Kicillof told a press conference convened in the Economy ministry that the Cristina Fernández de Kirchner administration would take the necessary steps for ‘a new debt swap under Argentine legislation.’


Sunday Food: Peanut Butter

By: Ruth Calvo Sunday June 15, 2014 1:50 am



Peanut butter on raisin toast

(Picture courtesy of jeffreyw at wiki commons.)

Love it or leave it, almost everyone at some time or another has had a peanut butter snack, most of us will occasionally scarf some down on crackers or on a sandwich, and if you never took a whole spoonful and munched it down, you’re more fastidious than I am.

When my kids were little, this was always something they would eat happily, and that is a trait all mothers really like to find.   Of course, usually there was more jelly on the sandwich than I’d have chosen, but, whatever.   This food staple also is featured for Father’s Day, because when all else fails Dad can always whip up the PB&J, and provide a meal for whoever’s around and hungry.

Crunchy/chunky vs. smooth

Both crunchy/chunky and smooth peanut butter are good sources of unsaturated fats. However, crunchy/chunky peanut butter has slightly more unsaturated and less saturated fat than smooth. Smooth peanut butter doesn’t have as much fiber in it as crunchy/chunky.[8]

Health benefits

Peanuts, being about half oil, are half fat. Peanut oil is about one-half monounsaturated fats and one-third polyunsaturated fats, with the remaining 15 percent saturated fats. Peanut butter also contains saturated fat and some sodium.[9] Peanut butter provides protein, vitamins B3and Emagnesiumfolatedietary fiberresveratrol[10] arginine,[11] and high levels of the antioxidant p-coumaric acid.

Health concerns

For people with a peanut allergy, peanut butter can cause severe reactions, including anaphylactic shock, which can lead to death if not treated immediately. This has led to its being banned in some schools.[12]

The peanut plant is susceptible to the mold Aspergillus flavus which produces a carcinogenic substance called aflatoxin.[13] Since it is impossible to completely remove all aflatoxin, contamination of peanuts and peanut butter is monitored in many countries to ensure safe levels of thiscarcinogen. In 1990, a study showed that average American peanut butter contained an average of 5.7 parts per billion of aflatoxins, well below the U.S. Food and Drug Administration limit of 20 parts per billion.[14][15]

Hydrogenated peanut butter contains a small amount of hydrogenated vegetable oils, which are high in saturated fats, thought to be a cause ofatherosclerosiscoronary heart disease and stroke; these oils are added to prevent the peanut oil from separating from the ground peanuts. Peanuts and natural peanut butter, i.e., ground, dry roasted peanuts without added oils, do not contain hydrogenated oils or trans fats. A U.S. Agricultural Research Service (ARS) survey of commercial peanut butters in the U.S. showed that trans fats were undetectable, i.e., below the detection limit of 0.01% of the sample weight.[16]

Some commercial peanut butters advertised as “natural” are actually stabilized with palm oil, which provides the same benefit of emulsion.[17][18] But to call this “natural” is a stretch: as former Skippy plant manager Frank Delfino has observed, “That may be natural someplace, but it’s not natural in nature.”[19]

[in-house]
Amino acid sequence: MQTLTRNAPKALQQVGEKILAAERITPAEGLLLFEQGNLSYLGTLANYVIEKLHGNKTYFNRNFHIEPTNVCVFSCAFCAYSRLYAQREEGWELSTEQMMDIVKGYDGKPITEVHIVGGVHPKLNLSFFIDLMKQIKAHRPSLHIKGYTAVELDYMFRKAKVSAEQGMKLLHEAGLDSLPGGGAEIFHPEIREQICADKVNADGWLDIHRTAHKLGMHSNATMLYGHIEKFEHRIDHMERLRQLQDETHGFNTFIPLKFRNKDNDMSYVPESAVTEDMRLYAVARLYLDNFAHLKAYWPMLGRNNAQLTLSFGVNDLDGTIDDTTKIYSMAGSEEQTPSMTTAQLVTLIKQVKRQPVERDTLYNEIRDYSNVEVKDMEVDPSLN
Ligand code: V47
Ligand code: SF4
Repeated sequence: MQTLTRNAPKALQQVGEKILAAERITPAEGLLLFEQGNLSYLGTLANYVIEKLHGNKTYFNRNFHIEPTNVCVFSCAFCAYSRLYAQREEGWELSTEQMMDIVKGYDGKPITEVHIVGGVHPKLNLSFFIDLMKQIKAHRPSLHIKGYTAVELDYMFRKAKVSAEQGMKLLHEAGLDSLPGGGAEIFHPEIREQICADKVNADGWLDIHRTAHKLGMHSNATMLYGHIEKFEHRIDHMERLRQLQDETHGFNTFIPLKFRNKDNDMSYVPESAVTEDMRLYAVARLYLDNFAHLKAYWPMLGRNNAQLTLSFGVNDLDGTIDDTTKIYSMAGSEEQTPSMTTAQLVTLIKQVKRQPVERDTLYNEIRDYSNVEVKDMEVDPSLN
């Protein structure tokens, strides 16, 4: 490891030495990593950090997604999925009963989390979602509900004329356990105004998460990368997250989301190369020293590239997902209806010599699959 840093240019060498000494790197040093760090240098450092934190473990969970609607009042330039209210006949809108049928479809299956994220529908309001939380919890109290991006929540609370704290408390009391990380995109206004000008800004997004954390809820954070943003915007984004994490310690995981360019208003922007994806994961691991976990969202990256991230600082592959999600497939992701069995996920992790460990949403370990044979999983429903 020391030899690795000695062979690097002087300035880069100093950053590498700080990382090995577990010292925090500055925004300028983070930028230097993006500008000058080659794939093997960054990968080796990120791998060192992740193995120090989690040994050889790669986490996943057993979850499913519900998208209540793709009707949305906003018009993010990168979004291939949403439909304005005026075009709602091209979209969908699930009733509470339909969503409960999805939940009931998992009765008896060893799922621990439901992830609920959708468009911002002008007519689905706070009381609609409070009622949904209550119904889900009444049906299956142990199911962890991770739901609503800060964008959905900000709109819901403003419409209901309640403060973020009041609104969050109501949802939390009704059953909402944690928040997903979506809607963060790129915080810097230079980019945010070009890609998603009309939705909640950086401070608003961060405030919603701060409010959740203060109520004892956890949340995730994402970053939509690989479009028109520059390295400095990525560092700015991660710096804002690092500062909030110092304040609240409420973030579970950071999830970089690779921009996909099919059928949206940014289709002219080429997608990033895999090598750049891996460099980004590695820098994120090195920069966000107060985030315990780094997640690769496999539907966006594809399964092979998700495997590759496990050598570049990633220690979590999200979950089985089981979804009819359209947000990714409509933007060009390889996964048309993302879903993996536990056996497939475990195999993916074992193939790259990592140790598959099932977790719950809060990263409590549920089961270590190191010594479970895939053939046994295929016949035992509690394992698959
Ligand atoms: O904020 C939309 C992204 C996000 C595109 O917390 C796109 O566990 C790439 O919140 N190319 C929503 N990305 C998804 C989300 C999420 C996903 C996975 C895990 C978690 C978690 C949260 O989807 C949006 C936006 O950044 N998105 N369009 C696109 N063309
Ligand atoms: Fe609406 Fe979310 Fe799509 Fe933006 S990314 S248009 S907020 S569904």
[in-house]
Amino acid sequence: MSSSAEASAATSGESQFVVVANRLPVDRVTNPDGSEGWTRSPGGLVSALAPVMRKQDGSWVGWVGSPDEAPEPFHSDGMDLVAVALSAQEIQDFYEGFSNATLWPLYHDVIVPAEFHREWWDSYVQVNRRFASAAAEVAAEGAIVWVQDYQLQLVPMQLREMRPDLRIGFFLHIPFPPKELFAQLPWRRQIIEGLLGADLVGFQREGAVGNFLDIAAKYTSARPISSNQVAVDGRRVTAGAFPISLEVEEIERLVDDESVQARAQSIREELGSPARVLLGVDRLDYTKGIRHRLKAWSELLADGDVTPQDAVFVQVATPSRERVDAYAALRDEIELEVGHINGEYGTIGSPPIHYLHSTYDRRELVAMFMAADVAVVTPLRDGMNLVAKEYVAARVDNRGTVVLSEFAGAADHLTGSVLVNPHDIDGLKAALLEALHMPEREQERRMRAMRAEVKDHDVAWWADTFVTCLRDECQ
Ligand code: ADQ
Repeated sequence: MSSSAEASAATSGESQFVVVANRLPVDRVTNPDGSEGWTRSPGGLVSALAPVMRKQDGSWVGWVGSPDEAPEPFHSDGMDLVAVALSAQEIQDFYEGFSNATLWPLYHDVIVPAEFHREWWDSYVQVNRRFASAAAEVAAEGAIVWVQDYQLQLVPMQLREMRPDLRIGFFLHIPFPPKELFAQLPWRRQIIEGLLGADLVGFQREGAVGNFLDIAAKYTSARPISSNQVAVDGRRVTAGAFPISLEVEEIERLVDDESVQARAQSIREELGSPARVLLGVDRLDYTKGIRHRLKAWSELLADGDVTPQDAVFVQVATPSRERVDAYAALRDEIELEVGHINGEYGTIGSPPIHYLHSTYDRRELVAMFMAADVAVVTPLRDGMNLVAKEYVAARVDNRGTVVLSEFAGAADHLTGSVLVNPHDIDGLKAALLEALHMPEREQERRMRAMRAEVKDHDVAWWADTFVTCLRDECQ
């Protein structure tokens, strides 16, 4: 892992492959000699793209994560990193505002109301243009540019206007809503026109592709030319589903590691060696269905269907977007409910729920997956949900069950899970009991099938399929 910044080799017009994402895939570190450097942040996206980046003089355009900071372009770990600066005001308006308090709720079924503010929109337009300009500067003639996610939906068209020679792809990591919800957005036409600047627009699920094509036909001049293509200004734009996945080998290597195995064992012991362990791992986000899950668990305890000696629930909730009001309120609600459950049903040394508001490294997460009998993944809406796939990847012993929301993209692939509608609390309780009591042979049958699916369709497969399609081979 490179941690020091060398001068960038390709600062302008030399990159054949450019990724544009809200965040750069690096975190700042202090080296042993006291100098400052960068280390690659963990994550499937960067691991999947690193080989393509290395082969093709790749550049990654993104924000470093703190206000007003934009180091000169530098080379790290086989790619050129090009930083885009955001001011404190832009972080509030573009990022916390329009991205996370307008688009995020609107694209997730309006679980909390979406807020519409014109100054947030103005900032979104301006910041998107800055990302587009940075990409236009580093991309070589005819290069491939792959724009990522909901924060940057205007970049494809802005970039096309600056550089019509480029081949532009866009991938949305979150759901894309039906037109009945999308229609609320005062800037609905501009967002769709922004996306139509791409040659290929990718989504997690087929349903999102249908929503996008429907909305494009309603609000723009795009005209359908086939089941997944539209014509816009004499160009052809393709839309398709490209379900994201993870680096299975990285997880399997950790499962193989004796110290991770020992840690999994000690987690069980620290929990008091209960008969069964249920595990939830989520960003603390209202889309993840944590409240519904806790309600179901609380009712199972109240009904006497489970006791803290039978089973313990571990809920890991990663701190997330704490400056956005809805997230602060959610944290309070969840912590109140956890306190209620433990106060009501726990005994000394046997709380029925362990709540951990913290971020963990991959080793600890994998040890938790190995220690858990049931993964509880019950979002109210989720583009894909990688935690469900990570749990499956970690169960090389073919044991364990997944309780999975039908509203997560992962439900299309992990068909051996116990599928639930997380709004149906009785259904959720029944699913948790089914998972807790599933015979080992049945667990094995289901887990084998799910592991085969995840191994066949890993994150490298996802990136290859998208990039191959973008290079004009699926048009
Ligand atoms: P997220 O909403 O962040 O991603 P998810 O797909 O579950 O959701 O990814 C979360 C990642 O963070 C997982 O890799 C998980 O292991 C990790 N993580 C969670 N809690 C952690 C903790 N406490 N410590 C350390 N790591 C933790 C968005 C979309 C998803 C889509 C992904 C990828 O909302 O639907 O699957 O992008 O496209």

Surprised that there are all those warnings connected with what seems healthy and pretty reliable?   I blame it on my own hopes, that something, almost anything, would just work the way it ought to.

Saturday Art: Herblock

By: Ruth Calvo Saturday June 14, 2014 2:29 am



Herblock cartoon November 23, 1973: “Forward!”

(Pictures above and below, courtesy of Clif at

One of the leading editorial cartoonists of our times, Herb Block was sharply satirical in his comments on the political scene and had a great deal of influence on thought and beliefs.   His politics tended to be liberal, and he regularly drew Joe McCarthy and Richard Nixon – among others – in uncomplimentary fashion.

Herb Block started drawing at a precocious age, began taking classes at the Art Institute of Chicago when he was eleven. He adopted the “Herblock” signature in high school. After graduating in 1927, he attended Lake Forest College for almost two years. Block moved to Cleveland in 1933 to become the staff cartoonist for Newspaper Enterprise Association, a feature syndicate that distributed his cartoons nationally. He won his first Pulitzer Prize in 1942, then spent two years in the Army doing cartoons and press releases. Upon his discharge Block was hired as the chief editorial cartoonist for The Washington Post, working there until his death 55 years later.[1] His personal assistant for 44 years was Jean Rickard, who was Executive Director of The Herb Block Foundation for its first 10 years. He never married, and, in the Post’s employee index, he listed his address and place of residence as simply “The Washington Post“.

While in high school and then in college he began drawing some cartoons for the Evanston News-Index, mainly for the pleasure of being published. Toward the end of his second year at Lake Forest, he took some of these published cartoons and some unpublished ones to theChicago Daily News hoping to get a summer job. The editor who looked at them said they would get in touch if they had anything. A few days later they phoned and asked Block to come in. An editorial page cartoonist was leaving the city and they could give him a try. He started Monday and never went back to school.